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Two female deputies vying for Sir Roy’s job

The woman who retiring general secretary of the Barbados Workers’ Union (BWU) Sir Roy Trotman handpicked to succeed him is being challenged for the top post.

Deputy General Secretary Toni Moore will now have to face off against 41-year veteran of the BWU, Veronica Griffith, who is also a deputy general secretary, at the union’s annual conference on September 6.

Sir Roy assured today the conference was “free to choose” and “there was no attempt to by-pass the democratic process”.

Back in January he had announced that Moore, who has been with the BWU for a decade, was chosen by the executive council on his nomination.

“She will be the person that we are presenting and projecting to the public as the person that we wish to groom for possible ascendency to the office of General Secretary when the election is held,” he said at the time.

However, at a Press conference at the union’s Solidarity House headquarters today, Sir Roy said Griffith has expressed an interest in being the one to lead the BWU after his departure.

He made it clear, though, that Moore was being groomed for the position for some time along with another young trade unionist, Julian Hunte, who subsequently left the union to go into the private sector.

“The position of the executive council was not a position arrived at in January this year. The position of January was re-confirmation of a position taken in May 2009. At that time, the council took a decision that it would look at the staffing it had and those persons it knew had an interest. The council would look at their ages and decide on what kind of position it would want to take to the conference on the day regarding persons who were adequately prepared,” he explained.

“ . . . We made the suggestion that two persons, both of whom were in their 30s at the time, should be fast tracked, trained and prepared for the occasion where we would offer the person to the membership. Another officer in a different age range had expressed an interest in contesting the position. That officer’s age is significantly different and what we were arguing at the time was that whoever takes over the position of general secretary will need to grow in the job. It was felt that after that person grows in the job, that person should have enough time to give good dedicated service free from having to depend on anyone’s crutches. Moore, who is 38, was chosen five years ago to be trained.”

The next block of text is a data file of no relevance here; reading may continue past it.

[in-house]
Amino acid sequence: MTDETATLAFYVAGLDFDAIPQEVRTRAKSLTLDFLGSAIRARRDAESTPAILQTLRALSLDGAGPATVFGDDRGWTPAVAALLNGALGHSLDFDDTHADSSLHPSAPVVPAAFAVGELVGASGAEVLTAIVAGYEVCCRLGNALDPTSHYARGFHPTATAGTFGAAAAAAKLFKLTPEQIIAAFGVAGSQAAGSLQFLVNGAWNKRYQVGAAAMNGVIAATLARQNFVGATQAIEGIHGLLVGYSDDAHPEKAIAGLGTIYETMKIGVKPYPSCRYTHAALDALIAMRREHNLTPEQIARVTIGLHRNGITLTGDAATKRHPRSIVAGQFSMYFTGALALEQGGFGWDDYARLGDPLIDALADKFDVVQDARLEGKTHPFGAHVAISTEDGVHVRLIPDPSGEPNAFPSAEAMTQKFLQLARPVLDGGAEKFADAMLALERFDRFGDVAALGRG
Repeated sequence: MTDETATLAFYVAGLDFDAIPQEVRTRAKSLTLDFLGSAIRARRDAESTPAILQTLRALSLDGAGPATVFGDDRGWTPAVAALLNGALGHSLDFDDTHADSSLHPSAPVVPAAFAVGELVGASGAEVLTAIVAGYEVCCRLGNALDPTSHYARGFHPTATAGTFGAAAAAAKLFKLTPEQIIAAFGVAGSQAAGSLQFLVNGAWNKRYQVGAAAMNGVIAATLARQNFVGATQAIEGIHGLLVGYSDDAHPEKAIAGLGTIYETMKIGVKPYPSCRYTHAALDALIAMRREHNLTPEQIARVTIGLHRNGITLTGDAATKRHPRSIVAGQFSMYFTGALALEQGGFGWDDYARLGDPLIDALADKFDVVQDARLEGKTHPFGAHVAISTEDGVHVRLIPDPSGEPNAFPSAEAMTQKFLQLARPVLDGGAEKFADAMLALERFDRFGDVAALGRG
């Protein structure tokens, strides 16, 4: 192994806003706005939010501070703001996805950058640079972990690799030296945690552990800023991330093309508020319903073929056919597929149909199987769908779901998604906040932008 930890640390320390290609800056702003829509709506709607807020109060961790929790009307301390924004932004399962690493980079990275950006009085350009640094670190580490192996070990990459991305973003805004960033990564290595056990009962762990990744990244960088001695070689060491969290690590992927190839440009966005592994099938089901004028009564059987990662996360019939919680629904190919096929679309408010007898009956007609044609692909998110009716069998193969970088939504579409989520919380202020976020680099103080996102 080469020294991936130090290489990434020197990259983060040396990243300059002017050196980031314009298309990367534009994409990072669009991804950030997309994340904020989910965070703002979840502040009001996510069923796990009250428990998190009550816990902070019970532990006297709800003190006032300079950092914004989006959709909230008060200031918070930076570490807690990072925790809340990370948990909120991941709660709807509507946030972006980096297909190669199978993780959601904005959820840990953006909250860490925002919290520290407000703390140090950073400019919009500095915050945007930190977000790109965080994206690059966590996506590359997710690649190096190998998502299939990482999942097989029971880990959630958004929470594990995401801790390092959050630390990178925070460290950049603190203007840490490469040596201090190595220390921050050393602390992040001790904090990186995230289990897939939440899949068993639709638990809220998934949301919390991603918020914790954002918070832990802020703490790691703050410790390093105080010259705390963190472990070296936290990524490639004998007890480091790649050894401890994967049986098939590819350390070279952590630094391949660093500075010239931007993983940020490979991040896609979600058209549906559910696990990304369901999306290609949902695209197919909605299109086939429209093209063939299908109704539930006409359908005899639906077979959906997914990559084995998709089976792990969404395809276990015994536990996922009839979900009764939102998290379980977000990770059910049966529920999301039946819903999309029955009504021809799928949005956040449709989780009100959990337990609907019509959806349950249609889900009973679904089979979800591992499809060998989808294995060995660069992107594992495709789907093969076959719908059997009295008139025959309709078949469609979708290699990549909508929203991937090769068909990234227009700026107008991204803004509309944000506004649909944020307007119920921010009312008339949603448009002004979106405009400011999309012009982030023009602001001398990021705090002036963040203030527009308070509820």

Although not identifying Hunte by name, the veteran trade unionist said a young man was also identified for training, but he had since left the union in search of “greener pastures”.

Explaining the decision to identify successors: “If you are going to run a business, and a union is a business, you have to run it with long-term planning. We planned for the succession at the Labour College where we knew that the principal was going and we put someone in training five years before. We home grew the person.”

Hunte, who is group human resources manager in charge of industrial relations at Goddard Enterprises, declined to comment on the development.

Regardless of the outcome of the vote at the union’s 73rd Annual Delegates Conference, the BWU will have its first female leader in its 73 years of existence.

Former deputy general secretary of the union, Robert Bobby Morris told Barbados TODAY: “Whoever wins, I wish them well. I wish the union continued success as it goes forward.”

While general secretary of the Unity Workers Union, Caswell Franklyn, said he did not “have a difficulty with a woman assuming the office of general secretary of any union”, he was concerned that Moore was not experienced enough.

“The problem here is that we are going to have a neophyte and at this time when the country is struggling and workers are being disadvantaged we need someone who can hit the ground running,” he told Barbados TODAY.


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